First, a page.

This year’s Kyrgyzstanian submission for the Best Foreign Language Film Oscar.


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Sun, Jul 31, 2011
at 7 PM

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Read Review
THE INVISIBLE EYE
DIRECTOR: DIEGO LERMAN
ARGENTINA, 2010

Set against the backdrop of Argentina’s military regime of the 1980s, Lerman’s engrossing psychological exploration of the totalitarian urge opens with a portrait of María Teresa, a lonely and deeply repressed assistant teacher at an elite Buenos Aires private school. Obedient and willing, she accepts unquestioningly the school’s rigid code of conduct and proud identification with the nation state. But her head professor’s words about the “cancer of subversion” and the need for total surveillance soon feed an unhealthy obsession with one of her students, leading to a downward spiral of degradation and breakdown in discipline that parallels a popular rebellion beyond the school’s ivy-covered walls. (95 mins.)

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Sun, Aug 7, 2011
at 5 PM

Sun, Aug 7, 2011
at 7 PM

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Read Review
DOOMAN RIVER
DIRECTOR: ZHANG LU
CHINA, 2010

Writer-director Zhang Lu’s fascinating window into a rarely seen corner of rural China revolves around 12-year-old Chang-ho, living with his grandfather and mute sister along the frozen river-border with North Korea. Although fraught with unemployment and other tensions, his community seems sympathetic toward the Korean refugees fleeing famine and misery; Chang-ho even bonds over soccer with one young border-crosser who comes scavenging for food for a sibling. But he soon turns on his new friend as suspicions mount against the illegal immigrants and his sister reels from unexpected aggression, provoking a quandary over his loyalties in an exquisitely detailed story of compassion and strife across an uneasy geopolitical border. (89 mins.)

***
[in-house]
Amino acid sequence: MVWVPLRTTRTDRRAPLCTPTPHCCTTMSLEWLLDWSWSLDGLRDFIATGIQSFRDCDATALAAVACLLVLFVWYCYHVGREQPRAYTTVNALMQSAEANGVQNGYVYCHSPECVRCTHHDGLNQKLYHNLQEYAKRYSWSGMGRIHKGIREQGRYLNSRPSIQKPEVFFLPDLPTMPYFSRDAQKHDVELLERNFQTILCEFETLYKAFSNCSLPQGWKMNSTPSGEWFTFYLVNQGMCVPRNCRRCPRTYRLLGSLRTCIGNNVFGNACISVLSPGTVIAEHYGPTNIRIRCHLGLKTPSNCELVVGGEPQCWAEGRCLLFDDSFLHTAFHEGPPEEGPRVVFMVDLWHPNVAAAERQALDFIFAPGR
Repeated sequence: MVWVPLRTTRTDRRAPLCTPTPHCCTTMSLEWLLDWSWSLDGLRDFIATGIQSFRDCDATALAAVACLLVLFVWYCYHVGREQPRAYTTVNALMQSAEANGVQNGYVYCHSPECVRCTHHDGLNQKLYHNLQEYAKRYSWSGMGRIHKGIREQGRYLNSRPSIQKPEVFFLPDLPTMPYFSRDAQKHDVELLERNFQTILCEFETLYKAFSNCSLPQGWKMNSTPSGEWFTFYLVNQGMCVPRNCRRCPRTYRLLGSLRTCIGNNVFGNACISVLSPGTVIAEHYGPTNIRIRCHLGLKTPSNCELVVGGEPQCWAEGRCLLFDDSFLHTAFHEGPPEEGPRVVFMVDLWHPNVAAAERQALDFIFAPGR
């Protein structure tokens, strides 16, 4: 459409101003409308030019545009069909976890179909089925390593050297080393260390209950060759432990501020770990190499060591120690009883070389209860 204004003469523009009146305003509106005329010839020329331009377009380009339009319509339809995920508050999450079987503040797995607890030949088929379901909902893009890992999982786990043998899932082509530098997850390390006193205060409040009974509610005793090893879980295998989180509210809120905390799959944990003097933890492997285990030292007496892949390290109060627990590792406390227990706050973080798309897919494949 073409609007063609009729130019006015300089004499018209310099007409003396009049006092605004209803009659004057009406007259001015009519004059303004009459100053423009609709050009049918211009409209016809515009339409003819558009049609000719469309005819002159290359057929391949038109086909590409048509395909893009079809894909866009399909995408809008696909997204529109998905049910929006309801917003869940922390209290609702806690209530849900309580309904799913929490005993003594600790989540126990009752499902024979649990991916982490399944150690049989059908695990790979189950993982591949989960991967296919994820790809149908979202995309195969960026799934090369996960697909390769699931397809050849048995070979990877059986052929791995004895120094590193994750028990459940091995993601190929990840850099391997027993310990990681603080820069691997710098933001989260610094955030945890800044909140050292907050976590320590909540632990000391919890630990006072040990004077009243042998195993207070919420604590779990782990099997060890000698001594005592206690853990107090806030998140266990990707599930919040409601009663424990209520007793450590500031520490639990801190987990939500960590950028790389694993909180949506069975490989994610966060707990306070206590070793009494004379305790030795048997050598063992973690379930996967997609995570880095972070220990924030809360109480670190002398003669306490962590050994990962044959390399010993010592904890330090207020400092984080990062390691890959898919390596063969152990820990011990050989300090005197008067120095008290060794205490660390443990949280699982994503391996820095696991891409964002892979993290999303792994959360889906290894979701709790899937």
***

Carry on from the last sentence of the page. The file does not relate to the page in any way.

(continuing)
In Korean and Mandarin Chinese.

With community support from the Northwest China Council.


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Sun, Aug 14, 2011
at 5 PM

Sun, Aug 14, 2011
at 7 PM

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Read Review
BELVEDERE
DIRECTOR: AHMED IMAMOVI
BOSNIA & HERZEGOVINA, 2010

Ruveyda is like most residents of the Belvedere refugee camp: a stoic widow yearning to forget the tragedy of war 15 years after the Srebrenica ethnic cleansing of Bosnia and Herzegovina. But unlike those around her, she spends most of her days in a bittersweet routine of caring for her extended family and searching for the remains of her husband and son—both of which offer a precarious hope that is one day tested when her nephew is selected to participate in a crass reality television show in a former enemy enclave. An emotionally rich portrait of war’s troubled aftermath, Imamovi’s film paints an uncommon image of patience, faith, love, and, above all, forgiveness. (90 mins.)